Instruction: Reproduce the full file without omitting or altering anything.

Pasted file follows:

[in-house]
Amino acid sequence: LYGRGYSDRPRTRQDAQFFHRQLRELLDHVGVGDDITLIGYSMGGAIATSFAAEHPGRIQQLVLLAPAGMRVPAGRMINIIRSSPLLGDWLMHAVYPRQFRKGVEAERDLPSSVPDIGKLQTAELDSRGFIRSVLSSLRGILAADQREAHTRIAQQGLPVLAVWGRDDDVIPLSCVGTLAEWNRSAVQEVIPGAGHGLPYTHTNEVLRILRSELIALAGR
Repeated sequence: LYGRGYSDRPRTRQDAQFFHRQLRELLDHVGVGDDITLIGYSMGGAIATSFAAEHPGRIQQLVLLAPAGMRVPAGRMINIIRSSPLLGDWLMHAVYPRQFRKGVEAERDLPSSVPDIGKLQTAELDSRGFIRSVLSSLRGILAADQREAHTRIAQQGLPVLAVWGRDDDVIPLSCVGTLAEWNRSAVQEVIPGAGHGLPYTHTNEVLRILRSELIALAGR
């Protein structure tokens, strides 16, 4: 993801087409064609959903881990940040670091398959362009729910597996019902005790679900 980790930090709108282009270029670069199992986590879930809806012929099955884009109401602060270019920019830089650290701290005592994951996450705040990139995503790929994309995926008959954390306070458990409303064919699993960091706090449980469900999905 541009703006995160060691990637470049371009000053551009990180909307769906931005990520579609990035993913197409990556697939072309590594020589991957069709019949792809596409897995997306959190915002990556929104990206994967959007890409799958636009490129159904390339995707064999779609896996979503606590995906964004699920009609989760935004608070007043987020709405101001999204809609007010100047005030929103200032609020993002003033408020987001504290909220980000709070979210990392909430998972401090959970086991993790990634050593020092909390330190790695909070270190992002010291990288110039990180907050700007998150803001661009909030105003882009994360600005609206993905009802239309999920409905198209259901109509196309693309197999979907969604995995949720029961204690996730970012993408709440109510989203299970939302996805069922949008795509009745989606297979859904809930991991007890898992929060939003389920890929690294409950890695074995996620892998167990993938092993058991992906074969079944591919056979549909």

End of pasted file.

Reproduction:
[in-house]
Amino acid sequence: LYGRGYSDRPRTRQDAQFFHRQLRELLDHVGVGDDITLIGYSMGGAIATSFAAEHPGRIQQLVLLAPAGMRVPAGRMINIIRSSPLLGDWLMHAVYPRQFRKGVEAERDLPSSVPDIGKLQTAELDSRGFIRSVLSSLRGILAADQREAHTRIAQQGLPVLAVWGRDDDVIPLSCVGTLAEWNRSAVQEVIPGAGHGLPYTHTNEVLRILRSELIALAGR
Repeated sequence: LYGRGYSDRPRTRQDAQFFHRQLRELLDHVGVGDDITLIGYSMGGAIATSFAAEHPGRIQQLVLLAPAGMRVPAGRMINIIRSSPLLGDWLMHAVYPRQFRKGVEAERDLPSSVPDIGKLQTAELDSRGFIRSVLSSLRGILAADQREAHTRIAQQGLPVLAVWGRDDDVIPLSCVGTLAEWNRSAVQEVIPGAGHGLPYTHTNEVLRILRSELIALAGR
């Protein structure tokens, strides 16, 4: 993801087409064609959903881990940040670091398959362009729910597996019902005790679900 980790930090709108282009270029670069199992986590879930809806012929099955884009109401602060270019920019830089650290701290005592994951996450705040990139995503790929994309995926008959954390306070458990409303064919699993960091706090449980469900999905 541009703006995160060691990637470049371009000053551009990180909307769906931005990520579609990035993913197409990556697939072309590594020589991957069709019949792809596409897995997306959190915002990556929104990206994967959007890409799958636009490129159904390339995707064999779609896996979503606590995906964004699920009609989760935004608070007043987020709405101001999204809609007010100047005030929103200032609020993002003033408020987001504290909220980000709070979210990392909430998972401090959970086991993790990634050593020092909390330190790695909070270190992002010291990288110039990180907050700007998150803001661009909030105003882009994360600005609206993905009802239309999920409905198209259901109509196309693309197999979907969604995995949720029961204690996730970012993408709440109510989203299970939302996805069922949008795509009745989606297979859904809930991991007890898992929060939003389920890929690294409950890695074995996620892998167990993938092993058991992906074969079944591919056979549909």